The following Trump from Andy Smarick has left me thinking.
I have written on more than one occasion ( here, here, and here) about how hard it has been for Republican politicians to really say anything critical in public about President Trump. In the recent past, it wasn’t unusual for Republican lawmakers in Congress to criticize a President from their own party. That has rarely happened during the Trump years and when it has, it was usually when those politicians knew they were on their way out. Why is this the case?
Writing in 2016, Journalist Dick Pohlman described the story of one Congressman who made a slight criticism against the then President-elect and how Trump’s followers went after him:
Earlier this month, Texas congressman Bill Flores told a conservative conference that some of Trump’s proposals “are not going to line up very well with our conservative policies,” and even though he was equally conciliatory (“Let’s work on the things we know where we’re together”), his initial words were enough to unleash Trump’s flying monkeys.
A swift attack from Breitbart was amplified on the radio by Sean Hannity; in turn, Hannity was amplified by the tweet-stormers, who told Flores stuff like, “we will burn your career down” and “you can go hang yourself!!” A Trumpthink blogger also weighed in by posting Flores’ office number, which prompted a rash of calls from people who threatened Flores’ physical safety.
A President Bush or Reagan might say something in private but otherwise wouldn’t go after the “wayward” politician. President Trump, on the other hand, is nothing more than a gangster. Whenever one pol says anything even lightly critical he is able to get people to go after these politicians that in many cases drives them from office.
Over the past couple of months, there have been numerous reports and lists detailing GOP congressional leaders who have endorsed Vice President Biden and it’s relatively easy to see what they all have in common: they are no longer in Congress. They are far away from Trump’s tweets and his minions.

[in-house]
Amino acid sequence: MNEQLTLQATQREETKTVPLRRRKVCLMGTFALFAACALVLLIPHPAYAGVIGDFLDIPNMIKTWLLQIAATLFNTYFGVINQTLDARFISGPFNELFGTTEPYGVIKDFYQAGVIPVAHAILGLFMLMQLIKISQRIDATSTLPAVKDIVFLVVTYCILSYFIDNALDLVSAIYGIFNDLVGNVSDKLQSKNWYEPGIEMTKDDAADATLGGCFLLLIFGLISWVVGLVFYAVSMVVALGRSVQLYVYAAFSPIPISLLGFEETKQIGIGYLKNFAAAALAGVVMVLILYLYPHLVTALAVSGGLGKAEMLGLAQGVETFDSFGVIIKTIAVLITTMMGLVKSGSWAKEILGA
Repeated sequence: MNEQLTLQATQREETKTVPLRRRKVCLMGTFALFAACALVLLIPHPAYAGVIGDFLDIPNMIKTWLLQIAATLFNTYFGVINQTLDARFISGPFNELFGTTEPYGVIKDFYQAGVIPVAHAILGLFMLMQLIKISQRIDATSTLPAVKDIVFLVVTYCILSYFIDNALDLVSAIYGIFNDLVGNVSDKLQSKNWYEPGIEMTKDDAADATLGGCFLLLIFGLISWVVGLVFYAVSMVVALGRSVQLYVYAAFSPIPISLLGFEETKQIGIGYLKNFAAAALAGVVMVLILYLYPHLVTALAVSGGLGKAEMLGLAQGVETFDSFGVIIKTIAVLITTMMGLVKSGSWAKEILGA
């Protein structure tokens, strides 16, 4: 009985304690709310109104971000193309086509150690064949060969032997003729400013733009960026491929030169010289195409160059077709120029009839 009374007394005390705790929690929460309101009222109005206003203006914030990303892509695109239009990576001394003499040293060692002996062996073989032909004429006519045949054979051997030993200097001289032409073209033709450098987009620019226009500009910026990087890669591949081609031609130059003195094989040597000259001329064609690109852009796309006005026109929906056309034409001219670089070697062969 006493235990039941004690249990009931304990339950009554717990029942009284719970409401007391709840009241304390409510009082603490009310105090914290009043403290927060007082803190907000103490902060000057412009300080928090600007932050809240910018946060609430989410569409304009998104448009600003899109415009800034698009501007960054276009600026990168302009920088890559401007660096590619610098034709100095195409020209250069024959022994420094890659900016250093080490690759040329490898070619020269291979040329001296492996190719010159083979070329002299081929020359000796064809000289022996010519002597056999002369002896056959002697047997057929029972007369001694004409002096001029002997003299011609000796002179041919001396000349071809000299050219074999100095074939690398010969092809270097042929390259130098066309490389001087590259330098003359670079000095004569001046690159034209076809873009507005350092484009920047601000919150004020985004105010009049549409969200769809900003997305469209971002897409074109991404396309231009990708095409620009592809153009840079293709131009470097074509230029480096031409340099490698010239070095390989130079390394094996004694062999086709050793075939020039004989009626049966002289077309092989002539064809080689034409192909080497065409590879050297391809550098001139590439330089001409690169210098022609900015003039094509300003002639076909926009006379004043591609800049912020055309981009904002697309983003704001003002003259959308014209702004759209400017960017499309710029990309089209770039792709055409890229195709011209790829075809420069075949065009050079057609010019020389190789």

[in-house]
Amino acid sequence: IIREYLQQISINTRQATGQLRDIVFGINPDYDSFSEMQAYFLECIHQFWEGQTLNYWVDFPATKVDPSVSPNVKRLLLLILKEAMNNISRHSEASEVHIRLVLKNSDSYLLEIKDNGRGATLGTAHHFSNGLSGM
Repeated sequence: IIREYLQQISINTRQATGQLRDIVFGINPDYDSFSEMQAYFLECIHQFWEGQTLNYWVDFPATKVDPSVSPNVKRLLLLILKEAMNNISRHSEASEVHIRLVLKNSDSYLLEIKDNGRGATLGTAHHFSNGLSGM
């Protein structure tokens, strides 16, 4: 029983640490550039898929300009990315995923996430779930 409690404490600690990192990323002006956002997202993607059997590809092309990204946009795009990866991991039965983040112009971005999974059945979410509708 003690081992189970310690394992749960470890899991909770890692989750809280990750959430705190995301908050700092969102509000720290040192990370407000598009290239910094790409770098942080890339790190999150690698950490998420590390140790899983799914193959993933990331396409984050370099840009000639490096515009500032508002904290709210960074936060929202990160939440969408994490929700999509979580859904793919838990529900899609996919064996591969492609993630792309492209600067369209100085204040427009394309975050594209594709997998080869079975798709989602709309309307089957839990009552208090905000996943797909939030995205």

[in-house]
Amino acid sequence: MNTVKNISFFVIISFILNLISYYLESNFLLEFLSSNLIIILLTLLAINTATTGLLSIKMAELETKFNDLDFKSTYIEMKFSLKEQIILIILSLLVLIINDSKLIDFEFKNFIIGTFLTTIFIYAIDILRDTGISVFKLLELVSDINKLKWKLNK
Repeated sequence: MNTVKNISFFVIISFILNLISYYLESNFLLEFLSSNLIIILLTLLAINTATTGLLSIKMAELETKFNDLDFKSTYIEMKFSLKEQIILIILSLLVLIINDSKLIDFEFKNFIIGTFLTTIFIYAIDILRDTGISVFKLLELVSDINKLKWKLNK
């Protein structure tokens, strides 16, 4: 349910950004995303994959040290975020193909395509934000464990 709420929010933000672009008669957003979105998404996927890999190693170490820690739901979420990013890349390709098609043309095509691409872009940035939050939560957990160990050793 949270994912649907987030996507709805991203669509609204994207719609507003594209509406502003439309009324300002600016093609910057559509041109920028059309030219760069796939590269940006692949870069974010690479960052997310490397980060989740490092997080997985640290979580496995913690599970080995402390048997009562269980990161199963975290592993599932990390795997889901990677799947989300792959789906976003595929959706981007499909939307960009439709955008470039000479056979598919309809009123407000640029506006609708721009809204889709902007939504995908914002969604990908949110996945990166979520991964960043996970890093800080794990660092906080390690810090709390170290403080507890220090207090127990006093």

Unlike many others, I have some sympathy for Republican leaders who are nervous about speaking up. They worked hard to get to Washington and they don’t want to risk their office for the thankless task of publicly rebuking the president. Especially when they know the backlash it will entail.
Yet, just because the challenge is great, just because you might lose everything you worked hard for and just because you don’t want to suffer the fate of reprisal from your own party doesn’t mean you get a free pass. Representatives and Senators pledge to uphold the constitution, not the President. That means being able to keep those vows even if you end up all alone, because that’s why you came to Washington in the first place.
In fact, it was important for Republican lawmakers to speak up in the name of Democracy. Pohlman wrote in that same 2016 article that the road to autocracy begins when lawmakers are no longer able to speak their mind for fear of reprisal. If Trump were a more competent leader, he could have started by cowing the lawmakers in the GOP and then moved on to other parts of society, the way other strongmen have done. The silence of the lawmakers might have spared them from reprisals, but it could have come at the cost of democracy. It looks like we don’t have to worry about Trump becoming some kind of North American caudillo. But the fact that most Republicans chose to keep silent as the President damaged our democracy (and could have done far worse) is infuriating.